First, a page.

Gwin Smith

Gwin Smith is President, Owner, and Co-Founder of Rutledge Investment Company. He grew up working in a farm family in Cleveland, Mississippi in the heart of the Mississippi Delta.

Business Career

Since graduating from Mississippi State University in 1985 with a Master’s Degree in Agricultural Economics and an undergraduate degree in Business Administration, he has lived in Memphis and worked in the agricultural real estate business. Starting out as a real estate appraiser in 1985, he and Jim Rutledge cofounded Rutledge Investment Company in 1989 as a regional agricultural mortgage banking firm that also originates and services loans throughout the Mid-South.

Gwin is active in all phases of the farm real estate business. His primary focus is loan origination and real estate brokerage. As a licensed real estate agent and has had extensive education in real estate and real estate appraisal. He has farming interests in Bolivar, Tunica and Yalobusha Counties, Mississippi and Cross and Crittenden County, Arkansas.


With his wife Crissy and their three children, the family enjoys hunting, fishing, and the outdoors. Crissy is a residential real estate agent and their family leads an active life in Memphis.


Sales of farm and recreational property in the mid-south appear to be recession proof. While the rest of the country underwent a severe real estate decline especially in the housing market starting in 2007, farm sales have remained strong, according to Gwin Smith with Rutledge Investment Company.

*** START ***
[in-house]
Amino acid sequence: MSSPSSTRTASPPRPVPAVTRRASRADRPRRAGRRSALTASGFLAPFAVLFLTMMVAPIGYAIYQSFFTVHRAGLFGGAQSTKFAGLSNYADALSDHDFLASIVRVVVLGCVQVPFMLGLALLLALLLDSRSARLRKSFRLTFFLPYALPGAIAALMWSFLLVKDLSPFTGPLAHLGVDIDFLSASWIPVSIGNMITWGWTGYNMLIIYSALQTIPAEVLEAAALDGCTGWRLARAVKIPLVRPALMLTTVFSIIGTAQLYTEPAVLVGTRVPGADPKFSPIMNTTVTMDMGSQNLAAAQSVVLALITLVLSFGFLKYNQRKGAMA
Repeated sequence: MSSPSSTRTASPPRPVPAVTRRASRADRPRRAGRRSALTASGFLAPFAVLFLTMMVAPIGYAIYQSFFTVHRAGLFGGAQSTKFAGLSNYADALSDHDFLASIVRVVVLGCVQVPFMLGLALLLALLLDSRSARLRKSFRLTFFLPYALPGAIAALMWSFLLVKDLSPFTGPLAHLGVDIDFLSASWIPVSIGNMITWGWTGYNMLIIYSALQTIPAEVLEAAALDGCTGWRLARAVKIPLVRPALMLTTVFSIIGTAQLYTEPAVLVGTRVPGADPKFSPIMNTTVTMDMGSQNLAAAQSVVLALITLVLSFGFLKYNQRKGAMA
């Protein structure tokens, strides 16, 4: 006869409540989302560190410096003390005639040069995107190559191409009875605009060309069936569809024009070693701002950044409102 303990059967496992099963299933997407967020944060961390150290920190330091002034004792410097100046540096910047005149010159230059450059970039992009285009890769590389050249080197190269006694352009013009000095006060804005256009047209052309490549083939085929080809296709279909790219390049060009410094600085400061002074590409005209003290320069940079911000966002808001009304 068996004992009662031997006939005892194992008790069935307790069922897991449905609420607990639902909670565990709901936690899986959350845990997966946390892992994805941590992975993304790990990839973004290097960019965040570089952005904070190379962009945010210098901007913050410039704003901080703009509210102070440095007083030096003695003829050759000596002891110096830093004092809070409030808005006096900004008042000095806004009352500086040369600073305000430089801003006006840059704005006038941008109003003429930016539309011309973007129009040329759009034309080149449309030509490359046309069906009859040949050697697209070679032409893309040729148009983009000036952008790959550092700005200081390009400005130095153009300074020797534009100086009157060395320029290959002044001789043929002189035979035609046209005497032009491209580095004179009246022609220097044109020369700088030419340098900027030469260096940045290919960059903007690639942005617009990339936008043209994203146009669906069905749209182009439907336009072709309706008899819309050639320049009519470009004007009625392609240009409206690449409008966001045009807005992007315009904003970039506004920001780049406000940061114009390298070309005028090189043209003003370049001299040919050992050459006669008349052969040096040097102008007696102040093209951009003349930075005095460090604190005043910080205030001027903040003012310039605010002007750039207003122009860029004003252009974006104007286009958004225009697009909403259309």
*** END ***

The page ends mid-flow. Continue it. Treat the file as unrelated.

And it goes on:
Rutledge Investment Company, based in Memphis, serves a five state region that includes Alabama, Arkansas, Mississippi, Missouri, Louisiana and Tennessee. “We are breaking records. For the fourth year in a row, RIC and its subsidiaries will have a record year in both sales and loans in 2014,” according to Smith.

Here’s a breakdown of the numbers:

  • 2014 – by end of the year we will have closed $140,000,000 in loan and real estate sales transactions ($70.3 million real estate sales and $69.7 million in loans)
  • 2013 – $104,132,733.00 in loan and real estate sales transactions
  • 2012 – $83,189,074 in loan and real estate sales transactions
  • 2011 – $116,961,428 in loan and real estate sales transactions

What is behind the record breaking sales? Smith says strong farm incomes and low interest rates have kept land values strong. He also credits the upturn to increased demand from funds and South American investors. According to Smith, “Land buyers have greatly outnumbered those who are willing to sell, creating a continued demand and keeping prices strong for top quality properties.” People are very focused on hard assets versus paper.